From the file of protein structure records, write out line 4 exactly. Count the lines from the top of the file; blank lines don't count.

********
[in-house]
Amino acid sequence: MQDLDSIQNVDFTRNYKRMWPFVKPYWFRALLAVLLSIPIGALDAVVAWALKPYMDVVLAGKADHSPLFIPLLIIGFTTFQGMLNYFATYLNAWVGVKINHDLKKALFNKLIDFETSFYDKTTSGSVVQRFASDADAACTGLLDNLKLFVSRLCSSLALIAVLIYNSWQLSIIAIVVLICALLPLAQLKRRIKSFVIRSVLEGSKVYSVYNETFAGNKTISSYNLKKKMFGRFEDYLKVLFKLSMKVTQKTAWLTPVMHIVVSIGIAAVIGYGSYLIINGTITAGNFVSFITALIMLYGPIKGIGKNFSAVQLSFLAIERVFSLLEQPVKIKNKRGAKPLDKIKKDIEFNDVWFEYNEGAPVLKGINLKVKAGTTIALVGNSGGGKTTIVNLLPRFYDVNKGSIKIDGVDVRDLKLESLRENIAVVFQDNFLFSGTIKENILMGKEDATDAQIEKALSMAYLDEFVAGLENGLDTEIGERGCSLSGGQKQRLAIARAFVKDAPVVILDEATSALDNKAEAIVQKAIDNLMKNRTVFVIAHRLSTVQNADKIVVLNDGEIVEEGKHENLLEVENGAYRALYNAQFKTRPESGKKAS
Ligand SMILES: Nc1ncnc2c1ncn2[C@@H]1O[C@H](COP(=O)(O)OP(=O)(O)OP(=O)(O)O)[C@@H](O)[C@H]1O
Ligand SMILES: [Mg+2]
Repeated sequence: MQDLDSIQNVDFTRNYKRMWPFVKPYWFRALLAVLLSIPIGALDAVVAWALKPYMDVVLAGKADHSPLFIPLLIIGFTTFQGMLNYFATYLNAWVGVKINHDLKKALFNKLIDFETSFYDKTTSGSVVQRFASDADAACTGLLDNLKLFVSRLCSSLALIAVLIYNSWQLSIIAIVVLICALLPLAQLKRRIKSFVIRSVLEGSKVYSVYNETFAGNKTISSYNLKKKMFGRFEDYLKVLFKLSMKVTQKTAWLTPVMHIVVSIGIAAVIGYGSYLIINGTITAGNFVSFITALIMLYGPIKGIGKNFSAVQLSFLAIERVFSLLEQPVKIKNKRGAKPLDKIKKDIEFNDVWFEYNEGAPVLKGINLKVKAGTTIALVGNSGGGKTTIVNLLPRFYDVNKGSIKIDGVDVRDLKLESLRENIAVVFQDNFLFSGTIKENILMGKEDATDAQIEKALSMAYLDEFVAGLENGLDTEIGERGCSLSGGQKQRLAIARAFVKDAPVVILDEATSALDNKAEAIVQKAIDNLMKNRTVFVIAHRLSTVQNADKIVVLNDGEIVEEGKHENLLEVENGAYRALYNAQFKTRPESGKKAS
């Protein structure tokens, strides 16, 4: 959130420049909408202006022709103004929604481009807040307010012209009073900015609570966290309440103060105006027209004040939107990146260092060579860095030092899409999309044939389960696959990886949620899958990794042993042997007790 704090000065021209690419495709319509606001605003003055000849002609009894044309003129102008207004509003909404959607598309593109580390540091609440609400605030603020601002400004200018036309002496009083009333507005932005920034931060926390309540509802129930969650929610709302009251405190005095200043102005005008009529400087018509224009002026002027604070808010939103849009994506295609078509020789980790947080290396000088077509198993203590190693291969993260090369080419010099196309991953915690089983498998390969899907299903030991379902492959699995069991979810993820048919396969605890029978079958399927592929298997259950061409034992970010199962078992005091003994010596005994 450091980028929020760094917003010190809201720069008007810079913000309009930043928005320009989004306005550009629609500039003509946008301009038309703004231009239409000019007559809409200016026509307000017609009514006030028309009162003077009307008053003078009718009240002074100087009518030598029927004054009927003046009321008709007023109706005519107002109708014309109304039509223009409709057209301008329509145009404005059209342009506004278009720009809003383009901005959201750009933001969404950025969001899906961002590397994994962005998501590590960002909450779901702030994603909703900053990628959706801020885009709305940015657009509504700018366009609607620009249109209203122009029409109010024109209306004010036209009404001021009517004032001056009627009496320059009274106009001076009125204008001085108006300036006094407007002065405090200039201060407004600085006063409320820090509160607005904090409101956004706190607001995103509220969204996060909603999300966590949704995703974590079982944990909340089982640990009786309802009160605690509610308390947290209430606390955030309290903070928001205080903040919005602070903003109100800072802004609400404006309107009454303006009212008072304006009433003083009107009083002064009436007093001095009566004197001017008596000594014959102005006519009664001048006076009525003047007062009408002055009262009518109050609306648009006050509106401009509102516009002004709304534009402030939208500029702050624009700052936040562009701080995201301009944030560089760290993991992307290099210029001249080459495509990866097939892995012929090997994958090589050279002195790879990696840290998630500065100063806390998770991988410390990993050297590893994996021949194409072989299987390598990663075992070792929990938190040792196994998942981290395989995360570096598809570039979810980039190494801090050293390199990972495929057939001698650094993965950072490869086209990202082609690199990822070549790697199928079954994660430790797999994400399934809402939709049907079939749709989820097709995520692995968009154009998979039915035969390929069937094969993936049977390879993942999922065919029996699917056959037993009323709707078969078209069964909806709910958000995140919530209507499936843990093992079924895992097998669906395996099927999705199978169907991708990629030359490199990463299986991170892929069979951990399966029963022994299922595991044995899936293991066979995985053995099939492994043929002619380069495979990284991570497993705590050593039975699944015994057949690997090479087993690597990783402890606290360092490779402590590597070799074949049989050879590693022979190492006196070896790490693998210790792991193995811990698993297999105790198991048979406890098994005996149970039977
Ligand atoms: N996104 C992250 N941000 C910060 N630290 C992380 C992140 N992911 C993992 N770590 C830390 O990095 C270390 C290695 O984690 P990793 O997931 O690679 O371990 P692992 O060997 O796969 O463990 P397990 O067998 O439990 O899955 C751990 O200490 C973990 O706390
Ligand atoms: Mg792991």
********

Ligand SMILES: [Mg+2]